AWS Application Discovery Service assists you plan your migration to the AWS cloud by accumulating usage and configuration data concerning your on-premises servers. Application Discovery Service and AWS Migration Hub together simplifies migration tracking by collecting migration status information into a single console.

AWS Migration Hub home Region stores all the data collected. That’s why home Region should be planted in Migration Hub console or with CLI commands beforehand. Insert data discovered from Application Discovery Service APIs, into cost model so that we can compute the cost of the servers running on AWS.

Some migration steps are listed down below:

Evaluate your current IT inventory.

Discover and plan.



AWS Application Discovery Service Workflow:

There are two ways of performing discovery and collecting data about your on-premises servers in Application Discovery Service:

  1. Agentless discovery can be performed by deploying the Application Discovery Service Agentless Collector (Agentless Collector) (OVA file) through your VMware vCenter. Agentless Collector gets handy in identifying virtual machines (VMs), hosts associated with vCenter and collecting static configuration data such as Server hostnames, IP addresses, MAC addresses, disk resource allocations. Additionally, it collects the utilization data for each VM and computes average and peak utilization for metrics such as CPU, RAM, and Disk I/O.

Agent-based discovery conducted by deploying the AWS Application Discovery Agent on each of your VMs and physical servers. It gets handy in gathering static configuration data, detailed time-series system-performance information, inbound and outbound network connections, and processes that are running.


AWS Application Discovery Service Agentless vs Agent

The Discovery Agent

To get started, you simply install the small, lightweight agent on your source hosts. The agent unobtrusively collects the following system information:

  • Installed applications and packages.
  • Running applications and processes.
  • TCP v4 and v6 connections.
  • Kernel brand and version.
  • Kernel configuration.
  • Kernel modules.
  • CPU and memory usage.
  • Process creation and termination events.
  • Disk and network events.
  • TCP and UDP listening ports and the associated processes.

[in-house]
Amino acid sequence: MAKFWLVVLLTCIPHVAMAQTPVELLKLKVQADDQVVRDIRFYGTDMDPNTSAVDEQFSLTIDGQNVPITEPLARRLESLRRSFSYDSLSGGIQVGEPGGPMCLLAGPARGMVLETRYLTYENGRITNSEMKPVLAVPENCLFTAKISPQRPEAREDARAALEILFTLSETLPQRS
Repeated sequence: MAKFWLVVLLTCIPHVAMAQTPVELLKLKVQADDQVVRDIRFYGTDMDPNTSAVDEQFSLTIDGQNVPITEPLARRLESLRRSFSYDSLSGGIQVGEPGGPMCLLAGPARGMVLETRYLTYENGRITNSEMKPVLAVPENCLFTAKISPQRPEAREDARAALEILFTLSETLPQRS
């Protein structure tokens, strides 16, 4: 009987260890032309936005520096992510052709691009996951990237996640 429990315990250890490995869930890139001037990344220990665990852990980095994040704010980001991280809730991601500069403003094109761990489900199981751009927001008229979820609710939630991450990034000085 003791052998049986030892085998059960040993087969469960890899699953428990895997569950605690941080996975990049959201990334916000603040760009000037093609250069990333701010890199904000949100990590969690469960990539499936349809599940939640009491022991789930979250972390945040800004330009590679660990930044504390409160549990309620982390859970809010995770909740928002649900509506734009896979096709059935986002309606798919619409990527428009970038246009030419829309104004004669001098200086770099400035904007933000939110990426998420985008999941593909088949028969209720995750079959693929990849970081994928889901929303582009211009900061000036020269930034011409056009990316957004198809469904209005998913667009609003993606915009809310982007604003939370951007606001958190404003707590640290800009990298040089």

• NIC information.
  • Use of DNS, DHCP, and Active Directory.

The agent can be run either offline or online. When run offline, it collects the information listed above and stores it locally so that you can review it. When run online, it uploads the information to the Application Discovery Service across a secure connection on port 443. The information is processed and correlated, then stored in a repository for access via a new set of CLI commands and API functions. The repository stores all of the discovered, correlated information in a secure form.

The agent can be run on Ubuntu 14, Red Hat 6-7, CentOS 6-7, and Windows (Server 2008 R2, Server 2012, Server 2012 R2). We plan to add additional options over time so be sure to let us know what you need.

The Discovery Agent

The Application Discovery Service includes a CLI that you can use to query the information collected by the agents. Here’s a sample:

  • Describe-agents – List the set of running agents.
  • Start-data-collection – Initiate the data collection process.
  • List-servers – List the set of discovered hosts.
  • List-connections – List the network connections made by a discovered host. This command (and several others that I did not list) gives you the power to identify and map out application dependencies.

Application Discovery Service APIs

The uploaded information can be accessed and annotated using some new API functions:

About the Author:

IT Leader/Cloud architect with 18+ years of global consulting experience (USA, Mexico, Japan, India and south east Asia) in areas of leadership in IT Deliveries, strategy, Project Management, Vendor Management and business/ IT transformation service, and Cloud consultancy.


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